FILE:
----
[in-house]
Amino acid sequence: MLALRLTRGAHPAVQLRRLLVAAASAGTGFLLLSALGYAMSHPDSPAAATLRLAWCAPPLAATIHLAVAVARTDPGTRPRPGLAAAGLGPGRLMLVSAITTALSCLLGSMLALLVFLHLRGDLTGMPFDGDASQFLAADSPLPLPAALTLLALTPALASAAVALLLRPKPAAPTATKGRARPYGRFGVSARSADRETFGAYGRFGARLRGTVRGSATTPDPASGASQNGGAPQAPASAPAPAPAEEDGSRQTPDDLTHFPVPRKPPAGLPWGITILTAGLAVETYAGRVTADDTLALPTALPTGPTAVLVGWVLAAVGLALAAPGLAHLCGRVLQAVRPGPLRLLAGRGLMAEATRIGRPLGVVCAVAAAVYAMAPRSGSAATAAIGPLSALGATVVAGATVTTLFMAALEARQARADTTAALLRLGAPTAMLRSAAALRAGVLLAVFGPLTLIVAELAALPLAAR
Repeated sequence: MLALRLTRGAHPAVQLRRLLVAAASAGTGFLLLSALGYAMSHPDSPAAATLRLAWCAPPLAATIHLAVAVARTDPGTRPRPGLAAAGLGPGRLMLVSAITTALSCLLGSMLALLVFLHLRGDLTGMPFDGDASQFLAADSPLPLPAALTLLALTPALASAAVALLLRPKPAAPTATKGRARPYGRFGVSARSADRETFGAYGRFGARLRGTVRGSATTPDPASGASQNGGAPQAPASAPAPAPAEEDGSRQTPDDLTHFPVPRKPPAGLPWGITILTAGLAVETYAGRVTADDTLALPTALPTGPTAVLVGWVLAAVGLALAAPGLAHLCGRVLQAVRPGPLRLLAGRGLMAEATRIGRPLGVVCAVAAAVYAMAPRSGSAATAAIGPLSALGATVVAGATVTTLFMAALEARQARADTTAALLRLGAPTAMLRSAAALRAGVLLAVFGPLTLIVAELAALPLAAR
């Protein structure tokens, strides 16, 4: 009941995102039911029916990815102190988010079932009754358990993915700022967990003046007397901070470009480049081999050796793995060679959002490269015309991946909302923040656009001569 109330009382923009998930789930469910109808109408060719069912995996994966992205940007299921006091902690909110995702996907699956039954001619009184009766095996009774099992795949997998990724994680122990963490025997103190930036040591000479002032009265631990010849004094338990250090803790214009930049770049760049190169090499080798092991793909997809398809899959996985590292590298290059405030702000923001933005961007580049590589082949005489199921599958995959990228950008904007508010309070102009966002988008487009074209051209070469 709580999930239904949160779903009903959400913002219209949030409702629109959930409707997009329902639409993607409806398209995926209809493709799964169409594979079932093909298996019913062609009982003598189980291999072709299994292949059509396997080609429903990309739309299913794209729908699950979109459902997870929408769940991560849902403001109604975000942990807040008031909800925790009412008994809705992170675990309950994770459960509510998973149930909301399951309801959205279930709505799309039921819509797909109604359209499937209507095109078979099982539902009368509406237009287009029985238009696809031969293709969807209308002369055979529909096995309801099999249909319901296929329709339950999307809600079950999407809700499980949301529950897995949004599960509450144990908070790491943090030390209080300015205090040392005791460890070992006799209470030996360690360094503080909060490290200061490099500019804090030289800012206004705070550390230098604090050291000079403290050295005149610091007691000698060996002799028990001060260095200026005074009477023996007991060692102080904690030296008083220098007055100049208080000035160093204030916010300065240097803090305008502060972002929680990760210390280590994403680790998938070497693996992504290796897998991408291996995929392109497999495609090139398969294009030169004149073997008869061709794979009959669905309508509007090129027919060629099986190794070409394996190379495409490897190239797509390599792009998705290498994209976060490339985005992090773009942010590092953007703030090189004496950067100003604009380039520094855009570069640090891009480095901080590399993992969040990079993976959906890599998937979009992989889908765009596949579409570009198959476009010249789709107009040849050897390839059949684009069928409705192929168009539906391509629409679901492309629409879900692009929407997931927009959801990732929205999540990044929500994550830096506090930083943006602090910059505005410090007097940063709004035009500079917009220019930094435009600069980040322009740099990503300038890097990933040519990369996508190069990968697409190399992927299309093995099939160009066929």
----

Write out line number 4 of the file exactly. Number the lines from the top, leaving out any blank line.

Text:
């Protein structure tokens, strides 16, 4: 009941995102039911029916990815102190988010079932009754358990993915700022967990003046007397901070470009480049081999050796793995060679959002490269015309991946909302923040656009001569 109330009382923009998930789930469910109808109408060719069912995996994966992205940007299921006091902690909110995702996907699956039954001619009184009766095996009774099992795949997998990724994680122990963490025997103190930036040591000479002032009265631990010849004094338990250090803790214009930049770049760049190169090499080798092991793909997809398809899959996985590292590298290059405030702000923001933005961007580049590589082949005489199921599958995959990228950008904007508010309070102009966002988008487009074209051209070469 709580999930239904949160779903009903959400913002219209949030409702629109959930409707997009329902639409993607409806398209995926209809493709799964169409594979079932093909298996019913062609009982003598189980291999072709299994292949059509396997080609429903990309739309299913794209729908699950979109459902997870929408769940991560849902403001109604975000942990807040008031909800925790009412008994809705992170675990309950994770459960509510998973149930909301399951309801959205279930709505799309039921819509797909109604359209499937209507095109078979099982539902009368509406237009287009029985238009696809031969293709969807209308002369055979529909096995309801099999249909319901296929329709339950999307809600079950999407809700499980949301529950897995949004599960509450144990908070790491943090030390209080300015205090040392005791460890070992006799209470030996360690360094503080909060490290200061490099500019804090030289800012206004705070550390230098604090050291000079403290050295005149610091007691000698060996002799028990001060260095200026005074009477023996007991060692102080904690030296008083220098007055100049208080000035160093204030916010300065240097803090305008502060972002929680990760210390280590994403680790998938070497693996992504290796897998991408291996995929392109497999495609090139398969294009030169004149073997008869061709794979009959669905309508509007090129027919060629099986190794070409394996190379495409490897190239797509390599792009998705290498994209976060490339985005992090773009942010590092953007703030090189004496950067100003604009380039520094855009570069640090891009480095901080590399993992969040990079993976959906890599998937979009992989889908765009596949579409570009198959476009010249789709107009040849050897390839059949684009069928409705192929168009539906391509629409679901492309629409879900692009929407997931927009959801990732929205999540990044929500994550830096506090930083943006602090910059505005410090007097940063709004035009500079917009220019930094435009600069980040322009740099990503300038890097990933040519990369996508190069990968697409190399992927299309093995099939160009066929």